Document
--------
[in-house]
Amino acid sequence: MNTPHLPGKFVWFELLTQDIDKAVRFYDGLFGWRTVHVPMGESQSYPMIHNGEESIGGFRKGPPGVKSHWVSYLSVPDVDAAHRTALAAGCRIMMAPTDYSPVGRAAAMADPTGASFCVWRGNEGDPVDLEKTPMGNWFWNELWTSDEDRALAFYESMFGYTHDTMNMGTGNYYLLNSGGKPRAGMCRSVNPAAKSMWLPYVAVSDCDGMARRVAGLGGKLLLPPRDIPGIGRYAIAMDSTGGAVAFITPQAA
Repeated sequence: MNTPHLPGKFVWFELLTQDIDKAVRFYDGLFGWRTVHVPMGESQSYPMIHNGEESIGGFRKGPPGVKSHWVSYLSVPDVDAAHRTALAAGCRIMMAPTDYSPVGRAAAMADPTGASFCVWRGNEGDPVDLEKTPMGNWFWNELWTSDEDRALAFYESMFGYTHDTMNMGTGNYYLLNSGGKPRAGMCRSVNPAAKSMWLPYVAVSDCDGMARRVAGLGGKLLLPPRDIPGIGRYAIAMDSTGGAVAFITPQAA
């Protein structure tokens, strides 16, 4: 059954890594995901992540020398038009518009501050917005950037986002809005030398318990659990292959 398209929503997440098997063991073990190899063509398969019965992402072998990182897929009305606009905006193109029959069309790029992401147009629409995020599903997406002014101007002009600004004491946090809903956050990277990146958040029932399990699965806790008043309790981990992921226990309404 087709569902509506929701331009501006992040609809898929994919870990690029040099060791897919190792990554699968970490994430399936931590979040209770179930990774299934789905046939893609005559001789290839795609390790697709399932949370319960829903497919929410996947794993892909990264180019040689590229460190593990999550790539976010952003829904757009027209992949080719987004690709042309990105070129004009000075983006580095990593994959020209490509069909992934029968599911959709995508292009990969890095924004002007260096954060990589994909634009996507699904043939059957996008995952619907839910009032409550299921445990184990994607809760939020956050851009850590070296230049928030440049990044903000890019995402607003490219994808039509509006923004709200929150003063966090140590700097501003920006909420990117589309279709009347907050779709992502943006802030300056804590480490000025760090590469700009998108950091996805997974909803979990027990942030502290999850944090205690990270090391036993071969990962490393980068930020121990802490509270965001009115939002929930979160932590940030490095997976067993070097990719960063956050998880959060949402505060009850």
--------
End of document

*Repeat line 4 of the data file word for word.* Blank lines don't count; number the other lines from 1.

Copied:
């Protein structure tokens, strides 16, 4: 059954890594995901992540020398038009518009501050917005950037986002809005030398318990659990292959 398209929503997440098997063991073990190899063509398969019965992402072998990182897929009305606009905006193109029959069309790029992401147009629409995020599903997406002014101007002009600004004491946090809903956050990277990146958040029932399990699965806790008043309790981990992921226990309404 087709569902509506929701331009501006992040609809898929994919870990690029040099060791897919190792990554699968970490994430399936931590979040209770179930990774299934789905046939893609005559001789290839795609390790697709399932949370319960829903497919929410996947794993892909990264180019040689590229460190593990999550790539976010952003829904757009027209992949080719987004690709042309990105070129004009000075983006580095990593994959020209490509069909992934029968599911959709995508292009990969890095924004002007260096954060990589994909634009996507699904043939059957996008995952619907839910009032409550299921445990184990994607809760939020956050851009850590070296230049928030440049990044903000890019995402607003490219994808039509509006923004709200929150003063966090140590700097501003920006909420990117589309279709009347907050779709992502943006802030300056804590480490000025760090590469700009998108950091996805997974909803979990027990942030502290999850944090205690990270090391036993071969990962490393980068930020121990802490509270965001009115939002929930979160932590940030490095997976067993070097990719960063956050998880959060949402505060009850």